At last, we are on the brink of spring! For most of us in Rochester and Western New York, we can quickly forget the snow and enjoy the warmer spring weather. But before you rev up the lawn mower, take a look around your yard. Chances are, it needs a good Spring Cleaning!
Spring cleaning involves more than opening the windows and giving the house a good scrub. Don’t forget about your landscape! Start by taking a walk around your yard to check for signs of winter damage. Be on the lookout for these things in particular as they are common in our region:
Broken Tree Branches
We had some pretty severe wind this winter. It’s no surprise that many trees in the Greater Rochester Area have broken limbs as a result. Don’t worry, though. Some simple pruning is most likely all your tree needs. This will promote growth of the tree by diverting nutrients to healthy branches. Don’t forget to pick up broken limbs, branches, and twigs from your lawn before you mow!
Snow Plow and Shovel Damage
Snowfall this winter – and spring – has kept plows and shovels busy all season long. Check your yard for loose soil, uprooted grass, and tire tracks near the road, driveway, and sidewalk. Return any chunks of sod to their original location and step on them to help put them back into place. If there is more severe damage such as large gouges or deep tire tracks, add some topsoil and reseed the maimed area once the weather is warm enough. It will look great in just a few weeks!
Most folks wouldn’t know they had moles in their yard if it weren’t for the tunnels they leave behind. These raised tunnels are unsightly and can zigzag throughout a whole lawn. The easiest way to exile the moles is by crushing their tunnels. Put on a pair of boots and stomp around your yard tramping down the tunnels. Not only will you get some fresh air, you’ll also be deterring the moles from sticking around any longer. Wait a few days and take another look; if the tunnels are still flat, the moles have moved on. If new tunnels have been dug, you may have to consider trapping as your next solution. Visit your local home and garden store as they should have traps available for situations such as these.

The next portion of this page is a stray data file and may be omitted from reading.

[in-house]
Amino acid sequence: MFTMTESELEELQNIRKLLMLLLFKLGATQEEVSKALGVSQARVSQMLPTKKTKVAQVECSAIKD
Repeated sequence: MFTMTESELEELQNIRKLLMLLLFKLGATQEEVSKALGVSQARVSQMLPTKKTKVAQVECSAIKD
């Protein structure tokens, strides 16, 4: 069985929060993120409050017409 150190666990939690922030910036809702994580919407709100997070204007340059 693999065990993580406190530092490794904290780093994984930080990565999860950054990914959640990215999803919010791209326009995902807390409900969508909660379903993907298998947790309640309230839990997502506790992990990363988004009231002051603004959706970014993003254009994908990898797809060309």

Once the snow melts, take a look around your yard. If areas of your turf are matted and yellow-green, you probably have a snow mold infection. This yellow-green turf eventually turns grayish-white, and a white band often surrounds the infected area. Luckily, snow mold is easy to treat. Start by loosening the matted grass with a basic leaf rake. Try not to dig into the soil. With warmer temperatures and rain showers, the turf should recover in a few weeks. If an improvement is not seen, reseeding the infected areas may be necessary.
Make sure to give your yard a thorough cleaning this spring. Keep an eye out for each of these problems as the snow continues to melt. Whether you have one or all four, they are all very treatable with a little elbow grease!